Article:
For the past few years, if you worked at a private Silicon Valley tech company and had some stock to sell, there was one man you could call: Barrett Cohn.
Having worked for Lehman Brothers in San Francisco, securing big investors for the firm’s portfolios, Cohn had a Rolodex rare for the Bay Area. He had plenty of friends at both the local venture-backed companies as well as at major financial institutions across the country. Wall Street, though increasingly interested in investing in non-public tech startups, has struggled to get into the inner circles of Valley fundraising. Meanwhile, tech entrepreneurs and their venture capital backers know few people in traditional finance.
“It became clear to me that there was no intermediary between these very large pools of capital and the pre-IPO tech companies they were very eager to invest in,” Cohn told Fortune.
Cohn quickly learned he could bridge that divide. Out of a job after Lehman collapsed in 2008, he took freelance opportunities that came his way: Friends who worked at Silicon Valley startups—such as one of Facebook’s first interns—began approaching him, wondering if he could help them find a buyer for their private shares.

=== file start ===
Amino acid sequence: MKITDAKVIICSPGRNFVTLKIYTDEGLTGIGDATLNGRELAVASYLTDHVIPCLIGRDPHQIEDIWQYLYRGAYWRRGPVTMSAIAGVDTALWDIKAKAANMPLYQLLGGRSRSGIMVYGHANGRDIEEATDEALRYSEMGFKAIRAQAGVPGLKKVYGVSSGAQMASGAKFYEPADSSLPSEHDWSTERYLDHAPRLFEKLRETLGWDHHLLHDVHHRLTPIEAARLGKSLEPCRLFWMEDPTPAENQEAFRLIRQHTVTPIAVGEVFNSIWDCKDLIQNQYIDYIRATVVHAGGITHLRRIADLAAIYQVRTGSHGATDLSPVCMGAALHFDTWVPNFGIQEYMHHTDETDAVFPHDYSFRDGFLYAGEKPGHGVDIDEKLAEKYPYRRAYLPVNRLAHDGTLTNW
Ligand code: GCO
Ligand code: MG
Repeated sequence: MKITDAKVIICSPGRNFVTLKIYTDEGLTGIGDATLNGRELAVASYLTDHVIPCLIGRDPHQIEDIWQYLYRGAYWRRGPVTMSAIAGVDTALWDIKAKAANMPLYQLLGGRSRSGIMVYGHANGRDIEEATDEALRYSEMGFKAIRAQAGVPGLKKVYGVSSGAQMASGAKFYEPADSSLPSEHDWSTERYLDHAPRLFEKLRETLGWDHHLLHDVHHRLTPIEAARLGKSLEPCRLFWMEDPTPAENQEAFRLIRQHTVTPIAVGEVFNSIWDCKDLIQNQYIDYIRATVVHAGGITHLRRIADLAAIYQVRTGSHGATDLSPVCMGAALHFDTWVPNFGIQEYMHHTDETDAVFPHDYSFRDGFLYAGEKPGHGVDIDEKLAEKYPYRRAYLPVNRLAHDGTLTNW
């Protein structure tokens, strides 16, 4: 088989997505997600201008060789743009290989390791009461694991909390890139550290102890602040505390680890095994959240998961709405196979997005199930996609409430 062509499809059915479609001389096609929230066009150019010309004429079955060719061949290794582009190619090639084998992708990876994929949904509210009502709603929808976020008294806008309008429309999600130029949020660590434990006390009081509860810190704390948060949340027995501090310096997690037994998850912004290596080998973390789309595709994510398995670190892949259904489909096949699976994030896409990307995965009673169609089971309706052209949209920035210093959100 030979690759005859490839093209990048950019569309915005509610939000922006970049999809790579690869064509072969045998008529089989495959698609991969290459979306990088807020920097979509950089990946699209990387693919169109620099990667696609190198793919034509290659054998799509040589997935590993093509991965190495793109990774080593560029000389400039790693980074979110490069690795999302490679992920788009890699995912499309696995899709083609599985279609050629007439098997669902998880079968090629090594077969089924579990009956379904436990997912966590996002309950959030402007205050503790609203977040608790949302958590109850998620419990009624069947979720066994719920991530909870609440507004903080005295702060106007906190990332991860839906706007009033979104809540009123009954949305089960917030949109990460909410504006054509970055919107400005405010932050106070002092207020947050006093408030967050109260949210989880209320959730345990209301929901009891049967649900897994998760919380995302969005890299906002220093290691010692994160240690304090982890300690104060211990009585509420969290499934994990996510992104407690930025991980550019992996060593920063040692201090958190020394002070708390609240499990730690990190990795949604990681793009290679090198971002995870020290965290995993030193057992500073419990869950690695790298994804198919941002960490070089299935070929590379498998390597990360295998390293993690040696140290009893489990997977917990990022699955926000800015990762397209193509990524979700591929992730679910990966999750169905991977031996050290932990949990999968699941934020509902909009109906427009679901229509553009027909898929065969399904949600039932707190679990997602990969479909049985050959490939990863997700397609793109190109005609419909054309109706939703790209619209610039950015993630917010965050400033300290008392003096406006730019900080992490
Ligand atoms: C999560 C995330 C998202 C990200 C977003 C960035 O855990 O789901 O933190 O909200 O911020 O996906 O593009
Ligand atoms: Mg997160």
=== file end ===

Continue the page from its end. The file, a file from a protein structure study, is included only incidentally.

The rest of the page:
And Cohn continued to field calls and handle those requests, even as he went on to serve as the entrepreneur in residence at Maveron, Starbucks (SBUX) CEO Howard Schultz’s venture capital firm.
Before he knew it, Cohn had become known as the best dealer in town. And just under a year ago, Cohn decided to make his “side business” a full-time job, teaming up with former BlackRock (BLK) managing director Michael Sobel to form the Silicon Valley dealmaking boutique now known as Battery East. Since then, the duo has helped facilitate more than $300 million in transactions, including sales of pre-IPO Twitter (TWTR) and Flipboard stock.
But until today, Battery East has operated in stealth mode, generating business on word of mouth alone. Newly licensed as a broker-dealer, Battery East officially launched Wednesday. (The partners cleared previous transactions through a third-party broker, but instituted a quiet period until FINRA issued Battery East’s license.) The partners have also enlisted Howard Caro, former general counsel for Peter Thiel’s venture capital firm Founders Fund, and plan to hire another managing director with impressive credentials.